Nearly every day during the growing season, I have the opportunity to bee-watch, sort of like bird-watching but without the binoculars. I like to move within a foot of the handsome half-inch animals and observe their actions at flowers — they usually focus on clovers, alfalfa and roses this time of year.
Honeybees aren't native to this country. They were first introduced into New England about 375 years ago. Archaeologists recently found evidence that beekeeping was going on about 3,000 years ago in what is now northern Israel.
Most of our local honeybees live in artificial hives, but swarms regularly escape and establish wild hives, usually in hollow trees. Honeybees can even be encountered in very urban areas. It's not unusual for beekeepers to keep hives in major cities, often on rooftops. Honeybees are always colonial. A hive may contain up to about 60,000 bees at full strength. Most bees return to their hives occasionally during the day and remain there during the night. So honeybees seen in cities aren't strays. The bees usually fly fewer than 100 yards to forage, so the hives are close by.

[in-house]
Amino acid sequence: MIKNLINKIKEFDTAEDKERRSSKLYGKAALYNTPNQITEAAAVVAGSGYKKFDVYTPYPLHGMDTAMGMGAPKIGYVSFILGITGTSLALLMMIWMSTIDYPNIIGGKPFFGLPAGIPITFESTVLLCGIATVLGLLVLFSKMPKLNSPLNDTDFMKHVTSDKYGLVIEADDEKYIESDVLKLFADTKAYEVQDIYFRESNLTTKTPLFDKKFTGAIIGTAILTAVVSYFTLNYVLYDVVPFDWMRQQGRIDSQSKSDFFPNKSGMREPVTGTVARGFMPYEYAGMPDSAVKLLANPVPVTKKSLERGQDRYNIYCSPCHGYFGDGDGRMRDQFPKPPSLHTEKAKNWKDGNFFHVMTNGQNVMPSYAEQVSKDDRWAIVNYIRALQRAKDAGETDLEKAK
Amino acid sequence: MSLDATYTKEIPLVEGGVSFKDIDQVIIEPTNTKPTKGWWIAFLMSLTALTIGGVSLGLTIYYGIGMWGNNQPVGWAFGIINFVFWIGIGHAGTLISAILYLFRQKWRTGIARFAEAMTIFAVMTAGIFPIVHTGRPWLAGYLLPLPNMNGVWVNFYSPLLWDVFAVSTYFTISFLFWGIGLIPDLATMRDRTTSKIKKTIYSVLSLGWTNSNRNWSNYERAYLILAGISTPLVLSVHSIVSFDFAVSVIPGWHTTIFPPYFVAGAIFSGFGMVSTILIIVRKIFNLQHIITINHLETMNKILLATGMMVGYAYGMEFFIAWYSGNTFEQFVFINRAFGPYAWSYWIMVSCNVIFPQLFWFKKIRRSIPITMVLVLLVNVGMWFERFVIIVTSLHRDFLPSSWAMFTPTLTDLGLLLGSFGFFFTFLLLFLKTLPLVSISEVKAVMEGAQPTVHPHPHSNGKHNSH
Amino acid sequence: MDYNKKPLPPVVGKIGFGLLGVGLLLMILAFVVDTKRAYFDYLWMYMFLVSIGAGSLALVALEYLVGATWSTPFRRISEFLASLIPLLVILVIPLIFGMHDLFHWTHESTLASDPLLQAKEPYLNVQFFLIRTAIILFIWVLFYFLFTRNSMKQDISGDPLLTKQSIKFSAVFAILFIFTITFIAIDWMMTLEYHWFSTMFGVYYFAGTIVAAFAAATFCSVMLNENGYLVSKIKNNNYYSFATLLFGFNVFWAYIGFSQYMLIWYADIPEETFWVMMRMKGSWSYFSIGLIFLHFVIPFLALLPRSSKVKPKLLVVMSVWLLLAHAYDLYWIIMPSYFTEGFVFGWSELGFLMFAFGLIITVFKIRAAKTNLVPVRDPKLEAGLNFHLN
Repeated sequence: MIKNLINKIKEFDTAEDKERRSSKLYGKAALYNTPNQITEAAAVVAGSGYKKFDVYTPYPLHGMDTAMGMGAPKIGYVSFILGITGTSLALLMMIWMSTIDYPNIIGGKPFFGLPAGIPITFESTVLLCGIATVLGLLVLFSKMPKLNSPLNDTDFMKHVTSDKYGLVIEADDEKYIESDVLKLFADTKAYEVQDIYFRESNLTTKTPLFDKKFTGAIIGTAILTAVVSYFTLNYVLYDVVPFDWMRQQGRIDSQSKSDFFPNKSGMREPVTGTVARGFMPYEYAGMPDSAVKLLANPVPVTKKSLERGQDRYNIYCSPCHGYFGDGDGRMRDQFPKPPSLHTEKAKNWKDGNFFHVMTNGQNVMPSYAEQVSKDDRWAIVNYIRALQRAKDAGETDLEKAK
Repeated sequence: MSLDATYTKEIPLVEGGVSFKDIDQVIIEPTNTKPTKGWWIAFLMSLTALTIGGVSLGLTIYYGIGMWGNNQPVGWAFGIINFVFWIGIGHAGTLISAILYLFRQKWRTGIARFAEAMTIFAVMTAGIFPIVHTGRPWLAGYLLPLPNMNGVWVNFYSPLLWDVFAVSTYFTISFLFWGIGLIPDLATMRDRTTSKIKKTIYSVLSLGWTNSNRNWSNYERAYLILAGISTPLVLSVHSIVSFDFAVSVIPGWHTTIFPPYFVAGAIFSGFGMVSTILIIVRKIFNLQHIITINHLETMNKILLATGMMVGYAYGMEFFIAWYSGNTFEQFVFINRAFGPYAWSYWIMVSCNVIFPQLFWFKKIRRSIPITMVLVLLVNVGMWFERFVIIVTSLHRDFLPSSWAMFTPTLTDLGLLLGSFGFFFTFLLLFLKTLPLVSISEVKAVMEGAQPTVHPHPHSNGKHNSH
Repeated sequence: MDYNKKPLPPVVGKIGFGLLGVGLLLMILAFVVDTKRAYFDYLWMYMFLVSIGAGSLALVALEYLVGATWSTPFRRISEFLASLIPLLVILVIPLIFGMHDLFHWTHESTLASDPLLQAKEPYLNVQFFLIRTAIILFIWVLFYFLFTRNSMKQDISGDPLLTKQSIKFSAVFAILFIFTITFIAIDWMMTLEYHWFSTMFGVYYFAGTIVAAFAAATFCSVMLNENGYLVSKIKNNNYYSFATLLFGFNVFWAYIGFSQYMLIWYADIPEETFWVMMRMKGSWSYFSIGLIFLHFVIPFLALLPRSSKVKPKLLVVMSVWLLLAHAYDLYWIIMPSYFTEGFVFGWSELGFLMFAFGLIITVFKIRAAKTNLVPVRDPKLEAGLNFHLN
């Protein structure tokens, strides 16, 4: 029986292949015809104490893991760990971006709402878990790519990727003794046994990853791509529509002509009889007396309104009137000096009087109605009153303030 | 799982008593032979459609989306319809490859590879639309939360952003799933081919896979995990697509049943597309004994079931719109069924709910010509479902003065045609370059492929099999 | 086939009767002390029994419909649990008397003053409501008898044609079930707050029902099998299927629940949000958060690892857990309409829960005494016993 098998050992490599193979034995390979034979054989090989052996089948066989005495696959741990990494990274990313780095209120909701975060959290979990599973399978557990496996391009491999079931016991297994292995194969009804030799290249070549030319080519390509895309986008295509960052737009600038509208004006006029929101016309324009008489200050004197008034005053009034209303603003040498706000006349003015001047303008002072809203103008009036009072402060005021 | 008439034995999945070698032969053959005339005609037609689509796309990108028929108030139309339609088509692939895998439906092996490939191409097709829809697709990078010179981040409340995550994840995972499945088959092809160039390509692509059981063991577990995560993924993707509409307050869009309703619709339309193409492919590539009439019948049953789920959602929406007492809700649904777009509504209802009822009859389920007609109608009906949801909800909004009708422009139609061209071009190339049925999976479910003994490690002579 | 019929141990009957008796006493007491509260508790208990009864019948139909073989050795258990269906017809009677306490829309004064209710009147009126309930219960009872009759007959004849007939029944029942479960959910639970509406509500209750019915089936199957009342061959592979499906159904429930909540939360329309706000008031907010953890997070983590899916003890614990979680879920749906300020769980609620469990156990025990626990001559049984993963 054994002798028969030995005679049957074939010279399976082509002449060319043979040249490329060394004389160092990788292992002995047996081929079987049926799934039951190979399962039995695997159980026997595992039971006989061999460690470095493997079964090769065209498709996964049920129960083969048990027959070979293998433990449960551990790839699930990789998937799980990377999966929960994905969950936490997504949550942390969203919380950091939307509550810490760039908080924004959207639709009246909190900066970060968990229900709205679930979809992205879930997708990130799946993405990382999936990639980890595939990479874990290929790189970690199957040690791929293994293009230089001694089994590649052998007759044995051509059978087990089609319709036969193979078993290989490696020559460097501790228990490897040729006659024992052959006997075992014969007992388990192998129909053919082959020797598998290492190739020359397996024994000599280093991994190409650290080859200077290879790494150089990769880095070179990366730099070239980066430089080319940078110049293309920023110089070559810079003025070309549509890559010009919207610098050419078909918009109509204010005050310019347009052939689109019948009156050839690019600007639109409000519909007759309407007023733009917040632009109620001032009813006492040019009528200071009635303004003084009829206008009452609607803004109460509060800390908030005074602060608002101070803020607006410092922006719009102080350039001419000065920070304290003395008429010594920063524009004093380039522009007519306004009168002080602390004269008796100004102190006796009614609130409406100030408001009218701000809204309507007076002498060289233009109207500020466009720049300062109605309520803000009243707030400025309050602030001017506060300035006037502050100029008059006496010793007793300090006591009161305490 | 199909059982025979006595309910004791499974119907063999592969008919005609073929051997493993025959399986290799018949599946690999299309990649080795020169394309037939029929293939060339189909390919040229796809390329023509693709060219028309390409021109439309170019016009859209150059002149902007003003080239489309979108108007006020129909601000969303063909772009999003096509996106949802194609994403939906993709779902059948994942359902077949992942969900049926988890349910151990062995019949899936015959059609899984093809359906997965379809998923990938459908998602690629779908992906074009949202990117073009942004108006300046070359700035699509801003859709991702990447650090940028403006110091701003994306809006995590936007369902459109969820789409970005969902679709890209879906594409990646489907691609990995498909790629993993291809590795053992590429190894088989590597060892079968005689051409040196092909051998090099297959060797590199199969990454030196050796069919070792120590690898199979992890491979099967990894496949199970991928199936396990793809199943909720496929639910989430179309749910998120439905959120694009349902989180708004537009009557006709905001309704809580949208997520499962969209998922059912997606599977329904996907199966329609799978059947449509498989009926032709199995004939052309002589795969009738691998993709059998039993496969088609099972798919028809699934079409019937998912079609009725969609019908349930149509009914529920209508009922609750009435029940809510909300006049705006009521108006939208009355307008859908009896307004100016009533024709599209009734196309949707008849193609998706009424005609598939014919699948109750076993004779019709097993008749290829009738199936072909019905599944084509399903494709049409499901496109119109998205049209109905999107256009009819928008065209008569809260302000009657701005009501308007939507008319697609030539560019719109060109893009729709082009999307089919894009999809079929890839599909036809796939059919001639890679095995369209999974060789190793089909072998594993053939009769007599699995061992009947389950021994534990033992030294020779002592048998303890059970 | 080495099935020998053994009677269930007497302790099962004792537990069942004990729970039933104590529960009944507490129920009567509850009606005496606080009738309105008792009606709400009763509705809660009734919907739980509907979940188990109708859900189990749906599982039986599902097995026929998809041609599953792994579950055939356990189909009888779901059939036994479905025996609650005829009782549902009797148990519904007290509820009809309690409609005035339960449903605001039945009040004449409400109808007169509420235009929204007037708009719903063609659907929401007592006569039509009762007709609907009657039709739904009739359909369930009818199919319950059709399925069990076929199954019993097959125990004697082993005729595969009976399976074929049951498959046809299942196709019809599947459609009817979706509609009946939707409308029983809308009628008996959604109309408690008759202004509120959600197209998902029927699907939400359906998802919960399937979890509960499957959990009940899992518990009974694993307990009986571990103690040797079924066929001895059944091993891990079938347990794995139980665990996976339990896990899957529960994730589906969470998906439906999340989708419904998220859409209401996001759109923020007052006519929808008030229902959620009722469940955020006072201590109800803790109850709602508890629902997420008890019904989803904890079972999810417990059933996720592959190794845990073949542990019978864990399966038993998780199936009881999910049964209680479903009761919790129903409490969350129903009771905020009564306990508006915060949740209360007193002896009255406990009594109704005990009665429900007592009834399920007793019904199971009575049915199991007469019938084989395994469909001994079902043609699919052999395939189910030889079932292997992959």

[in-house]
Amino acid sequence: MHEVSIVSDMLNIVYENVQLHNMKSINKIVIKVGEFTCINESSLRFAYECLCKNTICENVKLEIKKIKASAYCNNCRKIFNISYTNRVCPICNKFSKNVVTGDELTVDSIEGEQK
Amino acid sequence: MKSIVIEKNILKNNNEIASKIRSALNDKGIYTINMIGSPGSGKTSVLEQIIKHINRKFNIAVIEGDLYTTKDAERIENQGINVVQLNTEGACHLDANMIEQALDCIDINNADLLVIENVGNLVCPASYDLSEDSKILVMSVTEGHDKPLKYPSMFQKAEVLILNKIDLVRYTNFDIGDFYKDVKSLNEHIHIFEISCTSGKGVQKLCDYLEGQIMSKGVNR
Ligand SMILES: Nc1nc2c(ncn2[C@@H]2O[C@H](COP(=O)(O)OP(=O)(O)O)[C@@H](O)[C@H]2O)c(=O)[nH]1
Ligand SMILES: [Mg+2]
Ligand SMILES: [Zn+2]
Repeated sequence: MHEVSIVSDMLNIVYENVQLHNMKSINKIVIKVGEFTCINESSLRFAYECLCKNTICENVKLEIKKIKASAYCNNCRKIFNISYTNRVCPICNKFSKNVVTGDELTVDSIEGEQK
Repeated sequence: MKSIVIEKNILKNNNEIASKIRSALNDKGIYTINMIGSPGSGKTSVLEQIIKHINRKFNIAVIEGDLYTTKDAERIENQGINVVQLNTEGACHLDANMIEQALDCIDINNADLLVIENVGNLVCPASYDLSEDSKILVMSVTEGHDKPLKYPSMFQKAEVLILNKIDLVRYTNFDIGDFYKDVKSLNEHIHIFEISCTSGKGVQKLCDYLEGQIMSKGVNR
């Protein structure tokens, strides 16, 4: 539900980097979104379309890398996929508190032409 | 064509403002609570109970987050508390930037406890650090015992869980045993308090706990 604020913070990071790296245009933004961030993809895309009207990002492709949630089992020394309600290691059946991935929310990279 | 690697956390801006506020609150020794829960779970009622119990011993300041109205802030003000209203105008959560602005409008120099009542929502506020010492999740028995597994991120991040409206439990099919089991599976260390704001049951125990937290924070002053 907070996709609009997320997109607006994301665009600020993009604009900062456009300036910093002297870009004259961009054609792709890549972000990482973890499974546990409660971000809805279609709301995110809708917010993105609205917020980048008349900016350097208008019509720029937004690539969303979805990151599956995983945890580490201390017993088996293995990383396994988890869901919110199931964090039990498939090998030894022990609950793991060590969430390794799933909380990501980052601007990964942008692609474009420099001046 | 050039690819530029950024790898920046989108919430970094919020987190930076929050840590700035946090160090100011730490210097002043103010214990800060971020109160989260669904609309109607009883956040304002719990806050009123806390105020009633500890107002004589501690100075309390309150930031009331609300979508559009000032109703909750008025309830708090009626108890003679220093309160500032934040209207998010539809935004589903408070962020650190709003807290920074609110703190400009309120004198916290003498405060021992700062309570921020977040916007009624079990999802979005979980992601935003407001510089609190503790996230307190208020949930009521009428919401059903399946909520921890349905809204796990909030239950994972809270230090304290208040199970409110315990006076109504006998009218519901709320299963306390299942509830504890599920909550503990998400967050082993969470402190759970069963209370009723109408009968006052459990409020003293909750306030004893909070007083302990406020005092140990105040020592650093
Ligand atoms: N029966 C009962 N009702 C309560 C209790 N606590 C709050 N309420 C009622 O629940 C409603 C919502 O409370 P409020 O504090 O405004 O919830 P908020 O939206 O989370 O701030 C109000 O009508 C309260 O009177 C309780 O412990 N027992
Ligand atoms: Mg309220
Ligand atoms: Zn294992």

Honeybees from the same hive visit approximately 225,000 flowers per day, traveling about 15 miles per hour. They are the No. 1 pollinators for vegetable crops and orchards. A single honeybee can produce only a twelfth of a teaspoon of honey in its lifetime.
Jim Gilbert's Nature Notes are heard on WCCO Radio at 7:15 a.m. Sundays. His observations have been part of the Minnesota Weatherguide Environment Calendars since 1977, and he is the author of five books on nature in Minnesota. He taught and worked as a naturalist for 50 years.